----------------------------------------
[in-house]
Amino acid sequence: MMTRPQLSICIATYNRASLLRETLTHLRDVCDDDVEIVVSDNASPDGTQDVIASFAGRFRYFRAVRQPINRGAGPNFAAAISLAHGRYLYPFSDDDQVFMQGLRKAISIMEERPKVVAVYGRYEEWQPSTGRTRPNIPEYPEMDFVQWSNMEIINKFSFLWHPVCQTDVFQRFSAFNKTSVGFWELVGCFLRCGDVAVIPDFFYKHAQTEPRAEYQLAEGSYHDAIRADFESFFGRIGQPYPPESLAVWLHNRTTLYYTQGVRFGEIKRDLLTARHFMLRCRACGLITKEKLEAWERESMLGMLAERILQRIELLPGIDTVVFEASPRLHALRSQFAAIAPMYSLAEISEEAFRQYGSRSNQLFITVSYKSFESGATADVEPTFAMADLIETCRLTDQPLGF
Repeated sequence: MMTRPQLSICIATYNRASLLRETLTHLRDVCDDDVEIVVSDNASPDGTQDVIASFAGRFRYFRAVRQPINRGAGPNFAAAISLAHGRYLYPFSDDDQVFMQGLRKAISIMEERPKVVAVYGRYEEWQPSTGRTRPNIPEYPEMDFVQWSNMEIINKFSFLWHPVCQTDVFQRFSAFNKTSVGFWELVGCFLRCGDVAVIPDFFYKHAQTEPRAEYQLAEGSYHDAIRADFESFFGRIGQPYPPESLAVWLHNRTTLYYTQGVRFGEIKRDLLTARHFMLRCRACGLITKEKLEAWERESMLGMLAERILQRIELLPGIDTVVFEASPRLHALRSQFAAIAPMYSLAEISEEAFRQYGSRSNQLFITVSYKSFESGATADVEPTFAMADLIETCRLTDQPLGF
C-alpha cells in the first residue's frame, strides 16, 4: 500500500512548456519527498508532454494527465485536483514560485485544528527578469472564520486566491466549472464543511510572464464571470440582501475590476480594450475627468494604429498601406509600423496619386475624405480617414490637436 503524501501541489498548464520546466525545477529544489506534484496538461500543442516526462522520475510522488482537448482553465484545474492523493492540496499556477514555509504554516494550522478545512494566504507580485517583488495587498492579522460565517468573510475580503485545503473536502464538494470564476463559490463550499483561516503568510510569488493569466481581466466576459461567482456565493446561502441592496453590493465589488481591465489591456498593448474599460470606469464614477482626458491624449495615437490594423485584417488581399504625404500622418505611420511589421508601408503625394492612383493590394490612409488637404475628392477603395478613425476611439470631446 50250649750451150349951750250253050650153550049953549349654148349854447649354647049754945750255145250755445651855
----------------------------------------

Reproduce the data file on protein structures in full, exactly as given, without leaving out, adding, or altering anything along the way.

[in-house]
Amino acid sequence: MMTRPQLSICIATYNRASLLRETLTHLRDVCDDDVEIVVSDNASPDGTQDVIASFAGRFRYFRAVRQPINRGAGPNFAAAISLAHGRYLYPFSDDDQVFMQGLRKAISIMEERPKVVAVYGRYEEWQPSTGRTRPNIPEYPEMDFVQWSNMEIINKFSFLWHPVCQTDVFQRFSAFNKTSVGFWELVGCFLRCGDVAVIPDFFYKHAQTEPRAEYQLAEGSYHDAIRADFESFFGRIGQPYPPESLAVWLHNRTTLYYTQGVRFGEIKRDLLTARHFMLRCRACGLITKEKLEAWERESMLGMLAERILQRIELLPGIDTVVFEASPRLHALRSQFAAIAPMYSLAEISEEAFRQYGSRSNQLFITVSYKSFESGATADVEPTFAMADLIETCRLTDQPLGF
Repeated sequence: MMTRPQLSICIATYNRASLLRETLTHLRDVCDDDVEIVVSDNASPDGTQDVIASFAGRFRYFRAVRQPINRGAGPNFAAAISLAHGRYLYPFSDDDQVFMQGLRKAISIMEERPKVVAVYGRYEEWQPSTGRTRPNIPEYPEMDFVQWSNMEIINKFSFLWHPVCQTDVFQRFSAFNKTSVGFWELVGCFLRCGDVAVIPDFFYKHAQTEPRAEYQLAEGSYHDAIRADFESFFGRIGQPYPPESLAVWLHNRTTLYYTQGVRFGEIKRDLLTARHFMLRCRACGLITKEKLEAWERESMLGMLAERILQRIELLPGIDTVVFEASPRLHALRSQFAAIAPMYSLAEISEEAFRQYGSRSNQLFITVSYKSFESGATADVEPTFAMADLIETCRLTDQPLGF
C-alpha cells in the first residue's frame, strides 16, 4: 500500500512548456519527498508532454494527465485536483514560485485544528527578469472564520486566491466549472464543511510572464464571470440582501475590476480594450475627468494604429498601406509600423496619386475624405480617414490637436 503524501501541489498548464520546466525545477529544489506534484496538461500543442516526462522520475510522488482537448482553465484545474492523493492540496499556477514555509504554516494550522478545512494566504507580485517583488495587498492579522460565517468573510475580503485545503473536502464538494470564476463559490463550499483561516503568510510569488493569466481581466466576459461567482456565493446561502441592496453590493465589488481591465489591456498593448474599460470606469464614477482626458491624449495615437490594423485584417488581399504625404500622418505611420511589421508601408503625394492612383493590394490612409488637404475628392477603395478613425476611439470631446 50250649750451150349951750250253050650153550049953549349654148349854447649354647049754945750255145250755445651855